JUSTICE SCALIA: I assume that the person read this and and thought that that's what it meant. MS. O'CONNELL: And and, Justice Scalia, I think that's why the canons of interpretation don't get anybody a hundred percent of the way there.
JUSTICE SCALIA: I agree. And what I worry about is the rule of lenity. You have these dueling canons, and you have a rule that when the government sends somebody to jail for ten years, it has to turn sharp corners.It has to dot every I and cross every T. It has to be clear. And, you know, we've been discussing this dueling canons and so forth. My goodness, I have no assurance what the right answer is. But I know that somebody could read this and think that it means what the petitioner says it means. And if the case, it seems to me the rule of lenity comes into play. That's that's what concerns me most about this case, not the dueling canons.
Hey, was it who said the canons aren't really helpful in this case? You know, besides Scalia? Anyone else?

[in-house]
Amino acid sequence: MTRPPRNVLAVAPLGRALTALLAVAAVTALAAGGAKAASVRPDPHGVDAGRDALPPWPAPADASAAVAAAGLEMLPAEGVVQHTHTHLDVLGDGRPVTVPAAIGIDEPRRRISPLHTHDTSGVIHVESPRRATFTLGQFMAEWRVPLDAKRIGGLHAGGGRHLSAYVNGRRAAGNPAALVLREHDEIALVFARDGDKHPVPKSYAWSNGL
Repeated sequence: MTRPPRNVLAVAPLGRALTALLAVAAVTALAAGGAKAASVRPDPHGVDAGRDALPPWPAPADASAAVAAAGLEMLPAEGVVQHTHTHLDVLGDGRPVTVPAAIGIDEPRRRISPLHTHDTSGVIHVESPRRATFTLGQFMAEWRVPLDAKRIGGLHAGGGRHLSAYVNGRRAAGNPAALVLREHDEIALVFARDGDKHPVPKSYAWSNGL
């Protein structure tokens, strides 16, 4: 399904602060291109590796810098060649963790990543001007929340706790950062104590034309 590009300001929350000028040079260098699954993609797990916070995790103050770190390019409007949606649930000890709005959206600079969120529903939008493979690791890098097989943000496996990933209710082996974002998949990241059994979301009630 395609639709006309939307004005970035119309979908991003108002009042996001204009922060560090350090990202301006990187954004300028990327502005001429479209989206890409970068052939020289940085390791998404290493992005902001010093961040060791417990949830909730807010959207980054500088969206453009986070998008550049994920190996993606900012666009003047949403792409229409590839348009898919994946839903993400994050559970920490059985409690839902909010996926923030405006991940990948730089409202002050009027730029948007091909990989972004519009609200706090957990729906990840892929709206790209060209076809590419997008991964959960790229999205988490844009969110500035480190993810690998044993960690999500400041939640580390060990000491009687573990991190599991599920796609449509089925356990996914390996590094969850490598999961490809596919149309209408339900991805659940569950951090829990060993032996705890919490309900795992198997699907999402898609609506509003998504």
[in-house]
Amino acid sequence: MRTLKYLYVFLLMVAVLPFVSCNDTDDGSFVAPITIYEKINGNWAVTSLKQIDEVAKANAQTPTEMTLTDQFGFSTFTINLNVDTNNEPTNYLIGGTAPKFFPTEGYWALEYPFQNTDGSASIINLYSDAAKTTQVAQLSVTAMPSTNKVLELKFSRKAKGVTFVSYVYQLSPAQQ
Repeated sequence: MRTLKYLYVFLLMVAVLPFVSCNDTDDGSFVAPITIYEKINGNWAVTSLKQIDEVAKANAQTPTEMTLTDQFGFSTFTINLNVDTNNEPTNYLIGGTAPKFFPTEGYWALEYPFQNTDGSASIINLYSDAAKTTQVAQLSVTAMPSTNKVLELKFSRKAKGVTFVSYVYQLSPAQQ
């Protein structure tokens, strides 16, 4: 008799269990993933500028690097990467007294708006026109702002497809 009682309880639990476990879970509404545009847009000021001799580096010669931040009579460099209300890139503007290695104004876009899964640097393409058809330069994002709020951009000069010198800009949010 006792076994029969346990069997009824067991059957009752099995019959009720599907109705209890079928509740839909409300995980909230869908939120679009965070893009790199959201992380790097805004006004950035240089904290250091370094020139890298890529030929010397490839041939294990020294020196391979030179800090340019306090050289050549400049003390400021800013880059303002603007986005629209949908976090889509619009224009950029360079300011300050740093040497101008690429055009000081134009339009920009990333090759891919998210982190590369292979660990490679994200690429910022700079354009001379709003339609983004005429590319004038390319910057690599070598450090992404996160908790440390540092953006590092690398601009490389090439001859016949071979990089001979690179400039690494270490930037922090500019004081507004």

JUSTICE BREYER: What were the what were the other three? You said there were four reasons. I started where I think Justice Scalia did. Of course, I might more often than he think that the canons don't help us all that much. And this this is a poster child, I think, for that proposition.
JUSTICE SOTOMAYOR: I mean, your brief and the solicitor general's sort of tunnel in on this one provision of many. But I'm wondering why? I'm looking at the entire provision [and it] has many State court analogues that don't involve interstate commerce, correct?
JUSTICE BREYER: The basic point is I counted made an effort to count these. I accept your argument there are about ten of these sections that you know, you you couldn't use that as a limitation. But if I look at those ten individually, I will discover that Congress did want to pick up State crimes there or they don't use exactly jurisdiction language like evade a tax imposed under this title.
MS. GOLDENBERG: Yeah.
JUSTICE BREYER: And it isn't really going to be the anomaly I thought it was.